“People around me were staring because every time I put a grape in my mouth I’d say, ‘Boyfriend.'” Meet Lee. An outgoing Korean girl I met at the hostel in Barcelona. She was telling me about her midnight moment in Plaça d’Espanya where she also celebrated New Year’s Eve. We were sharing the first breakfast of 2016, and I learned she was traveling for a month. That is all I would ever know about her as the rest of our conversations centered on Barcelona. We made plans to visit Park Güell together the next day.
Being January 1st, Barcelona was quite the ghost-town during the
morning. So in the afternoon, I decided to go to the one place that would certainly be alive. La Rambla. I started the adventure in Plaça de Catalunya. This is such a central location, and its surrounding streets will lead you to many attractions.
When I travel alone, I like to bring Rick Steves’ electronic book along with me! He provides what I consider the perfect amount of information, and practical advice to each city. In his book, SPAIN 2015, he offers fantastic guided walks through La Rambla and Barri Gótic…both of which I did. Thanks to Rick Steves I learned that La Rambla used to be a “drainage ditch” until Barcelona tore down the medieval wall, which circled in what’s now called Barri Gótic. The word “rambla” means “stream” in Arabic, and every city that had a stream that met the sea pretty much has a street called Rambla – or so Rick Steves says.
I made my way down, admiring different buildings and Gaudí art until I reached the Mirador de Colom by the port. This monument was built to honor Christopher Columbus who returned to Barcelona in 1493, post America. There are a lot of details one would normally miss, but I recommend knowing what you’re looking at while strolling the streets of Barcelona. For example, you might want to know that the people of Catalunya are very proud of their region. But this is not the only reason you see their flag everywhere in Barcelona instead of Spain’s flag. Catalunya (and I cannot speak for every person here) wants independence from Spain. They also have their own language (Catalán), which they were not allowed to speak during the still recent Franco dictatorship. You will hear this language a lot now, and some places I ate at had the menu in Catalán only.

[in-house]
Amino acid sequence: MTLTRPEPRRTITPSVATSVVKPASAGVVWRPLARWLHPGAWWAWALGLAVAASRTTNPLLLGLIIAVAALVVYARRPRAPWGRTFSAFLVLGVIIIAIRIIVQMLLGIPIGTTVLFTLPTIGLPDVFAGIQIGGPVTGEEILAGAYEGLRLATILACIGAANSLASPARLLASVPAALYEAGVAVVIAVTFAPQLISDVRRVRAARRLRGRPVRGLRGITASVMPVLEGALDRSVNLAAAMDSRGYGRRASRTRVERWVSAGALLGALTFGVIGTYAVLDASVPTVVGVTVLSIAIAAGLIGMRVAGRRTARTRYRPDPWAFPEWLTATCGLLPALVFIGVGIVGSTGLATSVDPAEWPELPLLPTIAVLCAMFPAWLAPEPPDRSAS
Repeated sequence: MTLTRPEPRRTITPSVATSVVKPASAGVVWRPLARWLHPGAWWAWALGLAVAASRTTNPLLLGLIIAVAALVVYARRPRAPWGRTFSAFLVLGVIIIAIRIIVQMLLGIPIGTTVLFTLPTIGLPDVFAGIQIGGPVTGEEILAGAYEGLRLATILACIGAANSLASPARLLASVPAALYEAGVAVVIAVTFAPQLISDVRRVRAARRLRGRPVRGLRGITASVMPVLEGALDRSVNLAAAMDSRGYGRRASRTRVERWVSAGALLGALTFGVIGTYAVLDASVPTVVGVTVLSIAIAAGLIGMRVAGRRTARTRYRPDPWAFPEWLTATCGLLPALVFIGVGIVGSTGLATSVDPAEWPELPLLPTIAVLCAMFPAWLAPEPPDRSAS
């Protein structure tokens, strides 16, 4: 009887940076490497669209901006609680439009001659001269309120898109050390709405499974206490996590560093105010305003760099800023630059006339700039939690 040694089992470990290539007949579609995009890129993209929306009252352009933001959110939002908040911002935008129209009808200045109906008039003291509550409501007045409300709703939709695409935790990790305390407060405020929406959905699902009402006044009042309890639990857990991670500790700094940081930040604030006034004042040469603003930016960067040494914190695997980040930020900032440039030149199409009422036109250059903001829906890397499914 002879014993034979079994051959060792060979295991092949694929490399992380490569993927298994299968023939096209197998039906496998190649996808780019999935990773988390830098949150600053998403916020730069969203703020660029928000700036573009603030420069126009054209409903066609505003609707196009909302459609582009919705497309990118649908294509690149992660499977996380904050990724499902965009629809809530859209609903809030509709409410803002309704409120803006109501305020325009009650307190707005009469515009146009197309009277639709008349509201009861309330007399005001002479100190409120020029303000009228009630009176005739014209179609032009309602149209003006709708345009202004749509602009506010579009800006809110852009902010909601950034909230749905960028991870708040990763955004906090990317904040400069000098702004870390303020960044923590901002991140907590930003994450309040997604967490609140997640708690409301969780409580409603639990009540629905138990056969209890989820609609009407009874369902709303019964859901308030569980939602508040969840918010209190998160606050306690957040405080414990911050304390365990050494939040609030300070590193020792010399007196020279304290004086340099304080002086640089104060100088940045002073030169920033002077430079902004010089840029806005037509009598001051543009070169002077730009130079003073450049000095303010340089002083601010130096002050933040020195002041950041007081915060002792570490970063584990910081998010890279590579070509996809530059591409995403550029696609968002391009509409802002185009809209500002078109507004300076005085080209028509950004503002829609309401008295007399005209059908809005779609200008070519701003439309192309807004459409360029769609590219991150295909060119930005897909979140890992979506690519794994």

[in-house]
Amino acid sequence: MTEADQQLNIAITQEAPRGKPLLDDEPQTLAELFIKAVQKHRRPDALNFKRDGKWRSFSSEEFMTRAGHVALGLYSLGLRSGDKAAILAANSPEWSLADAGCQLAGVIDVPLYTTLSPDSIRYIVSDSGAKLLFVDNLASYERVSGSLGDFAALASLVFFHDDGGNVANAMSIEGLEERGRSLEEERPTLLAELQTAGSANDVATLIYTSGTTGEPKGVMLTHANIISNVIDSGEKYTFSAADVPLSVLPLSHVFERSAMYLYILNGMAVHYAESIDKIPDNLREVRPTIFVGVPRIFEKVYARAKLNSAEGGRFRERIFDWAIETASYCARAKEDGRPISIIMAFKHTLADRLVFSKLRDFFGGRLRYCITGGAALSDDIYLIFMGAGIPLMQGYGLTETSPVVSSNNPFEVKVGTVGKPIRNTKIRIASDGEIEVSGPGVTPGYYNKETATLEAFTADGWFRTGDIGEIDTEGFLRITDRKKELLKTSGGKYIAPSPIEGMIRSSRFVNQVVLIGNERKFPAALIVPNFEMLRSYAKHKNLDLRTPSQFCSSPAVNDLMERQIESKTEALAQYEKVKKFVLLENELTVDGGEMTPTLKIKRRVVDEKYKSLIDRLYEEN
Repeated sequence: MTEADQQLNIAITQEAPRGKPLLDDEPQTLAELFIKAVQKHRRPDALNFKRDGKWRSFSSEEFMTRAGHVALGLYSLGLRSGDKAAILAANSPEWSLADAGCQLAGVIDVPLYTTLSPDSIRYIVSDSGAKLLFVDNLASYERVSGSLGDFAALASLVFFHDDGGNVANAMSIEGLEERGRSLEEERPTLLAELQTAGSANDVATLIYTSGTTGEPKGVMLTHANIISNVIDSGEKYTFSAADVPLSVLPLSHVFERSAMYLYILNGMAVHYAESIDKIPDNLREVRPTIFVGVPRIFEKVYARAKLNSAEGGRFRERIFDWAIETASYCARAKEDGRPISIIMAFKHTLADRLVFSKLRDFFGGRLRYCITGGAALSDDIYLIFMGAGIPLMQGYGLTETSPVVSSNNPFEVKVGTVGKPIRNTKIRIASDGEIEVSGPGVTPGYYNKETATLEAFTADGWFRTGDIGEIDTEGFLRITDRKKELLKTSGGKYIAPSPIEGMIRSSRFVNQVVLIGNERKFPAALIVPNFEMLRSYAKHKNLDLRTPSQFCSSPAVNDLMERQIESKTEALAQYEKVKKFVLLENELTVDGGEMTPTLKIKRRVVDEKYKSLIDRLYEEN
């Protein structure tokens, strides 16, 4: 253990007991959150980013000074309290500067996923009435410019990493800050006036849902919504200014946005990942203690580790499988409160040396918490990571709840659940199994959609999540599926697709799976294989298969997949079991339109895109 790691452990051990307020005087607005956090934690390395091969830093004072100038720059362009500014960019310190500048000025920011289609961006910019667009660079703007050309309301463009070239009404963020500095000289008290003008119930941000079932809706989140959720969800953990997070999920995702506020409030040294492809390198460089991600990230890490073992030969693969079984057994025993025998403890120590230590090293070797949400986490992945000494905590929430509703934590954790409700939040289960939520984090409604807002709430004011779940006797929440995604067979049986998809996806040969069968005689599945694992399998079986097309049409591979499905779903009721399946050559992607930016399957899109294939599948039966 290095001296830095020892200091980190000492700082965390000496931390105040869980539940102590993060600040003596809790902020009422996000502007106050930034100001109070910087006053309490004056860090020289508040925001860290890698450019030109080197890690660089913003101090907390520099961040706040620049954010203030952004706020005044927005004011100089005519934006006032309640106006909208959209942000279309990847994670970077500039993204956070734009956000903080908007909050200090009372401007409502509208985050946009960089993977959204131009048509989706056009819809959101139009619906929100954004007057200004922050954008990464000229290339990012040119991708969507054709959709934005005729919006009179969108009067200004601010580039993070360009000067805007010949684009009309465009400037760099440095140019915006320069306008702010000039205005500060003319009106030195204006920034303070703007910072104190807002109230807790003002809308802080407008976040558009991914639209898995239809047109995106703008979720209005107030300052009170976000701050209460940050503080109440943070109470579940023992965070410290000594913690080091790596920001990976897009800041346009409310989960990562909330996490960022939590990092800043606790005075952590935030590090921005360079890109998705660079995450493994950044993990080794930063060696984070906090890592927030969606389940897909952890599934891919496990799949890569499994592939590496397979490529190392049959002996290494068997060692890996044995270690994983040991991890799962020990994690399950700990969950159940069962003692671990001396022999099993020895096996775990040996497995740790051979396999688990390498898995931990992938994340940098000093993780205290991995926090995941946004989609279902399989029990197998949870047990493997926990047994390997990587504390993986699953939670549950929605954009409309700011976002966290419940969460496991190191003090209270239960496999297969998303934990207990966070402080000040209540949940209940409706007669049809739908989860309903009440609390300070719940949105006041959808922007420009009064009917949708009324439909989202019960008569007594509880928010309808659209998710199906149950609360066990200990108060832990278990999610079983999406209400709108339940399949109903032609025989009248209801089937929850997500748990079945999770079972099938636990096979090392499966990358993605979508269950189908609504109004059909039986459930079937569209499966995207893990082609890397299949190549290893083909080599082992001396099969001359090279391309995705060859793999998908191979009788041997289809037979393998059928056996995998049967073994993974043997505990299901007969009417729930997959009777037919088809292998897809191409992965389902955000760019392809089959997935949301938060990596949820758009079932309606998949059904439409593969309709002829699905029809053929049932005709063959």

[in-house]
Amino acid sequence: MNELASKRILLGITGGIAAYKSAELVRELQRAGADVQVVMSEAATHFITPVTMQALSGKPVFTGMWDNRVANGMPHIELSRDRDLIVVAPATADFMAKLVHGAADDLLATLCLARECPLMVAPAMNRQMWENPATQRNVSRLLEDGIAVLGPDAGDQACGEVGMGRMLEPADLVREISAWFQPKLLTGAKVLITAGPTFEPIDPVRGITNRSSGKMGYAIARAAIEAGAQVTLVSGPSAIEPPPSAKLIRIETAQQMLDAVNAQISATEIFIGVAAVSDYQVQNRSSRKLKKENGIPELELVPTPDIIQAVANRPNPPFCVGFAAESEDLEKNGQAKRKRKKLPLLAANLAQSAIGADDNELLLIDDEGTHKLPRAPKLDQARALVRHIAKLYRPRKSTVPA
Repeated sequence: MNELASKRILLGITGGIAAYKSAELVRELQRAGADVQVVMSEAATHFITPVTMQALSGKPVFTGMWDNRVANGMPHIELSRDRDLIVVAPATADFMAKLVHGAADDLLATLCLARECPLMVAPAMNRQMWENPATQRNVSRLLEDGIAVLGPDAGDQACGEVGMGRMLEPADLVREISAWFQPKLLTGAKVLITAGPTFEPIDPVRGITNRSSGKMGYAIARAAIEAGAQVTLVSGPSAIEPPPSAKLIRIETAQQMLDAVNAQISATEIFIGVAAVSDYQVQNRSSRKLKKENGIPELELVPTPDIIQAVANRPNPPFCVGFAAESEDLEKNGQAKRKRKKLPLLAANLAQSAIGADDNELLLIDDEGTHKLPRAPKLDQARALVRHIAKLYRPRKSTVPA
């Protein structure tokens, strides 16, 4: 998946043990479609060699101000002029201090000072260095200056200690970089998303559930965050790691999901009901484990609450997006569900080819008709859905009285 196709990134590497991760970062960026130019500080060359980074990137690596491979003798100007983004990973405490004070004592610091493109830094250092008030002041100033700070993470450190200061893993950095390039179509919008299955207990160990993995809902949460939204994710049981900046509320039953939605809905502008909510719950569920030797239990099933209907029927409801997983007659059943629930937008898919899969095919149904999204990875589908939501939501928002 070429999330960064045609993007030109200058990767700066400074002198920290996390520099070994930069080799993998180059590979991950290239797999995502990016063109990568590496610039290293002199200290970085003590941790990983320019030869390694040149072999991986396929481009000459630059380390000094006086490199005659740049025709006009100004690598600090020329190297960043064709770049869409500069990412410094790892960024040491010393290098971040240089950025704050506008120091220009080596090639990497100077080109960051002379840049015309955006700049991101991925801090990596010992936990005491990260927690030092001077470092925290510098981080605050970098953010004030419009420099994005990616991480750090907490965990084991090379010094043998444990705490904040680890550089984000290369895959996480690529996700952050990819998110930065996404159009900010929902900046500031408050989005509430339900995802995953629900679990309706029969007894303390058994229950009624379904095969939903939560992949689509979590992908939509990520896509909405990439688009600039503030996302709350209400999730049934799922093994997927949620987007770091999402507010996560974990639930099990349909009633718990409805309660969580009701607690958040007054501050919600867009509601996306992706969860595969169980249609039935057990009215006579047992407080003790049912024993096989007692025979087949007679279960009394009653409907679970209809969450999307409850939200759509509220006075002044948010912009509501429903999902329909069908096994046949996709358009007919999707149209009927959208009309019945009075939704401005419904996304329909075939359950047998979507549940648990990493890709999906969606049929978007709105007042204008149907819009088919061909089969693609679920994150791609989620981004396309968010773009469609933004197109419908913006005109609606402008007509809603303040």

Once I reached the port from La Rambla, I was feeling tired, and took a break by the water. I sat down, unsure of what I was looking for, but looking still. It was a chilly day; the wind was picking up. It was amazing to see the water. I grew up near the beach, and this was the longest I had ever been without the sea (4 months). I was not thrilled, but I was not down either. My mood was more pensive…The kind of peace of mind that comes when you have nowhere in particular to go.
I felt something on my head, and ignored it completely. I knew a seagull had just pooped on my hair, but I refused to aknowledge this fact. The same thing happened to me my first week in Madrid, so I simply took it as a Spanish tradition. This was my 2016, day 1. This trip was important to me. It is part of a fundamental thing I am doing: learning to live in happiness alone. Not that I am trying to seclude myself from society, or that I want to push people away. In fact, I want to get closer than ever…I want to develop deep and unbreakable bonds; I want to learn to love with no expectation of that love being returned to me. That’s why I am filling myself up with joy and love. In Barcelona, I chose to become so full of happiness so that when I give love to someone else I don’t have to look inside and find emptiness. I am out to give without looking to take. That’s why I find it so crucial that I learn to be happy alone. And what luck! What an outstanding chance…to start such journey in Barcelona.
“I didn’t feel sad or happy. I didn’t feel proud or ashamed. I only felt that in spite of all the things I’d done wrong, in getting myself here, I’d done right.” – Cheryl Strayed